Objectives: The MBL2 gene is the major genetic determinant of mannose-binding lectin (MBL)-an acute phase reactant. Low MBL levels have been associated with adverse outcomes in preterm infants. The MBL2Gly54Asp missense variant causes autosomal dominant MBL deficiency. We tested the hypothesis that MBL2Gly54Asp is associated with worse neurodevelopmental outcomes after cardiac surgery in neonates.
Methods: This is an analysis of a previously described cohort of patients with nonsyndromic congenital heart disease who underwent cardiac surgery with cardiopulmonary bypass before age 6 months (n = 295). Four-year neurodevelopment was assessed in 3 domains: Full-Scale Intellectual Quotient, the Visual Motor Integration development test, and the Child Behavior Checklist to assess behavior problems. The Child Behavior Checklist measured total behavior problems, pervasive developmental problems, and internalizing/externalizing problems. A multivariable linear regression model, adjusting for confounders, was fit.
Results: MBL2Gly54Asp was associated with a significantly increased covariate-adjusted pervasive developmental problem score (β = 3.98; P = .0025). Sensitivity analyses of the interaction between age at first surgery and MBL genotype suggested effect modification for the patients with MBL2Gly54Asp (Pinteraction = .039), with the poorest neurodevelopment outcomes occurring in children who had surgery earlier in life.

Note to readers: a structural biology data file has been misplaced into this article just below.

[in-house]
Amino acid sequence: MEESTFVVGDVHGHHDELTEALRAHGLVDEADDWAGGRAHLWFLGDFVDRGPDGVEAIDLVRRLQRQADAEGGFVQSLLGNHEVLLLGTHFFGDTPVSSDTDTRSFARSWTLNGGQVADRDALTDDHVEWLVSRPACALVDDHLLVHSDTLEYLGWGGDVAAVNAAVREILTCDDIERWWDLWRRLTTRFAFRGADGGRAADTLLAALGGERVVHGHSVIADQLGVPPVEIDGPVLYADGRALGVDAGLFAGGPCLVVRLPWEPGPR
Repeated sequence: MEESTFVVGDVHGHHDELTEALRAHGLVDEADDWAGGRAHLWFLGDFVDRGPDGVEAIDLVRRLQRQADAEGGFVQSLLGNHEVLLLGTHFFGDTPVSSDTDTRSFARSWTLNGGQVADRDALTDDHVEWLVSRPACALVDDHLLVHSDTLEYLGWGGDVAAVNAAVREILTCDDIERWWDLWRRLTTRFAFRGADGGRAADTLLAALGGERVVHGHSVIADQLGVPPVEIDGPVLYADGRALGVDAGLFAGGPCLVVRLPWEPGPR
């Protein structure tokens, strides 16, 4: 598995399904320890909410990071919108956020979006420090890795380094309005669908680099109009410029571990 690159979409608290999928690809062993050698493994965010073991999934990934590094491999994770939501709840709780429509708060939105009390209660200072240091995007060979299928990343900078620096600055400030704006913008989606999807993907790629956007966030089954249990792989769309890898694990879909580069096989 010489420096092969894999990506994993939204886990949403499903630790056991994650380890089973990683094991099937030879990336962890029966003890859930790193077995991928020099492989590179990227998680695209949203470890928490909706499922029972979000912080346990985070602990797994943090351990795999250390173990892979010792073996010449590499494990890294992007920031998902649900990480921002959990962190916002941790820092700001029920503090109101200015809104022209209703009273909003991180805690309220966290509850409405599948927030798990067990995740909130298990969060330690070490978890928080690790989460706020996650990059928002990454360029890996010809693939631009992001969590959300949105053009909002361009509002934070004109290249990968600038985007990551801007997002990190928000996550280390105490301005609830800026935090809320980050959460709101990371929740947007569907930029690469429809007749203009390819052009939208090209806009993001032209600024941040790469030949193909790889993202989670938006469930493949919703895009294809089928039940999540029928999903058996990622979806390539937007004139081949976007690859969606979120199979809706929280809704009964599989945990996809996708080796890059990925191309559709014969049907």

Conclusions: We report the novel finding that carriers of MBL2Gly54Asp causing autosomal dominant MBL deficiency have increased childhood pervasive developmental problems after cardiac surgery, independent of other covariates. Sensitivity analyses suggest that this effect may be larger in children who underwent surgery at earlier ages. These data support the role of nonsyndromic genetic variation in determining postsurgical neurodevelopment-related outcomes in children with congenital heart disease.
Keywords: MBL2; congenital heart disease; gene-by-environment interaction; gene-environment interactions; genetics; mannose-binding lectin; neurodevelopment.
Copyright © 2017 The American Association for Thoracic Surgery. Published by Elsevier Inc. All rights reserved.